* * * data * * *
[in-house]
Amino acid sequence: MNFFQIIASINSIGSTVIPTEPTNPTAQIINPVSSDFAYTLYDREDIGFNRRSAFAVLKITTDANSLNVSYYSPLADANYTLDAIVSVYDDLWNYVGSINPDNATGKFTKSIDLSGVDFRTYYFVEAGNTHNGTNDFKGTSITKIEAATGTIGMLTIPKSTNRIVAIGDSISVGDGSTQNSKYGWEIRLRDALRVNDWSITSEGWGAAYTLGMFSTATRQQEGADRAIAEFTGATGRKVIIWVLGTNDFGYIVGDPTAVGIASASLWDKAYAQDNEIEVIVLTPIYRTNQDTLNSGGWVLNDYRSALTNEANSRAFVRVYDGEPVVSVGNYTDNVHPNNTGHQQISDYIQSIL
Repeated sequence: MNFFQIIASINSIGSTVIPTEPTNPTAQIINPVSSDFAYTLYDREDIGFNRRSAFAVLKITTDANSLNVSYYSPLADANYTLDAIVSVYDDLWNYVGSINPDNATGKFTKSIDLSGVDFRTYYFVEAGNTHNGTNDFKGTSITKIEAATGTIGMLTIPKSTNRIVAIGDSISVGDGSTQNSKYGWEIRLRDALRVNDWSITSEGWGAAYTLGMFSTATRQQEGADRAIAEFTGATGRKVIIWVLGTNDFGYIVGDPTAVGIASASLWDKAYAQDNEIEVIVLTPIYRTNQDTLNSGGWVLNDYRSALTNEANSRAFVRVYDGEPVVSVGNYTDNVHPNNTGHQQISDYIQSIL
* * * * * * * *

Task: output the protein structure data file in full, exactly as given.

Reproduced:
[in-house]
Amino acid sequence: MNFFQIIASINSIGSTVIPTEPTNPTAQIINPVSSDFAYTLYDREDIGFNRRSAFAVLKITTDANSLNVSYYSPLADANYTLDAIVSVYDDLWNYVGSINPDNATGKFTKSIDLSGVDFRTYYFVEAGNTHNGTNDFKGTSITKIEAATGTIGMLTIPKSTNRIVAIGDSISVGDGSTQNSKYGWEIRLRDALRVNDWSITSEGWGAAYTLGMFSTATRQQEGADRAIAEFTGATGRKVIIWVLGTNDFGYIVGDPTAVGIASASLWDKAYAQDNEIEVIVLTPIYRTNQDTLNSGGWVLNDYRSALTNEANSRAFVRVYDGEPVVSVGNYTDNVHPNNTGHQQISDYIQSIL
Repeated sequence: MNFFQIIASINSIGSTVIPTEPTNPTAQIINPVSSDFAYTLYDREDIGFNRRSAFAVLKITTDANSLNVSYYSPLADANYTLDAIVSVYDDLWNYVGSINPDNATGKFTKSIDLSGVDFRTYYFVEAGNTHNGTNDFKGTSITKIEAATGTIGMLTIPKSTNRIVAIGDSISVGDGSTQNSKYGWEIRLRDALRVNDWSITSEGWGAAYTLGMFSTATRQQEGADRAIAEFTGATGRKVIIWVLGTNDFGYIVGDPTAVGIASASLWDKAYAQDNEIEVIVLTPIYRTNQDTLNSGGWVLNDYRSALTNEANSRAFVRVYDGEPVVSVGNYTDNVHPNNTGHQQISDYIQSIL